There is a new amendment of the existing “privileged non-visa nationals” system, which generally allows nationals of select countries to obtain permits for a long-term stay in Germany upon arrival in Germany. This new amendment affects – among other countries – Brazilian nationals and nationals of El Salvador. Additionally, it decreases the time frame for filing in-country applications under this system from three months to 90 days – in full harmonization with the Schengen rules. These changes became effective as of April 9, 2015. Finally, the German Ministry of the Interior also advised that non-visa nationals are required to enter Germany directly and not via other Schengen member states.
Germany’s Ministry of the Interior released – with the consent of the Federal Council (“Bundesrat”) – an amendment of the existing “privileged non-visa nationals” system, which generally allows nationals of select countries to obtain permits for a long-term stay in Germany upon arrival in Germany. This new amendment affects – among other countries – Brazilian nationals and nationals of El Salvador. Additionally, it decreases the time frame for filing in-country applications under this system from three months to 90 days – in full harmonization with the Schengen rules. These changes became effective as of April 9, 2015.1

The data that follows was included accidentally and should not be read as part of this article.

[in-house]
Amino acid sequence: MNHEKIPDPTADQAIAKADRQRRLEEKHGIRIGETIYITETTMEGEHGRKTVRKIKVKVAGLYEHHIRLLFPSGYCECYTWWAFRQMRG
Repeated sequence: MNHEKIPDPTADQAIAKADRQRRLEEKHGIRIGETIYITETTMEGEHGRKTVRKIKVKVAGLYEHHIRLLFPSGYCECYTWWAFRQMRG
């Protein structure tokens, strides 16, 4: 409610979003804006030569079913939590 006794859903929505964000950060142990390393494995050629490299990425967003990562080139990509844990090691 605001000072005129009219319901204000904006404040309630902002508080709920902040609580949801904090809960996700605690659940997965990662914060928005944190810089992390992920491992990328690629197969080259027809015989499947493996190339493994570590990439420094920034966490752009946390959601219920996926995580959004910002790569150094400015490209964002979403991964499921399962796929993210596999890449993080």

Finally, the German Ministry of the Interior also advised that non-visa nationals are required to enter Germany directly and not via other Schengen member states.2
Brazilian nationals and nationals of El Salvador are now included in the “permit upon arrival scheme.” They are entitled to apply for a residence permit upon arrival in Germany at the competent local immigration office (“Auslaenderbehoerde”) for long-term stays exceeding 90 days. However, this is limited to a few purposes, for example, studying, intra-company trainings, and family reunions. If the purpose is to work in Germany as an assigned employee or a locally hired employee, an entry visa of the type “national visa” (so-called “type D”) will still be required.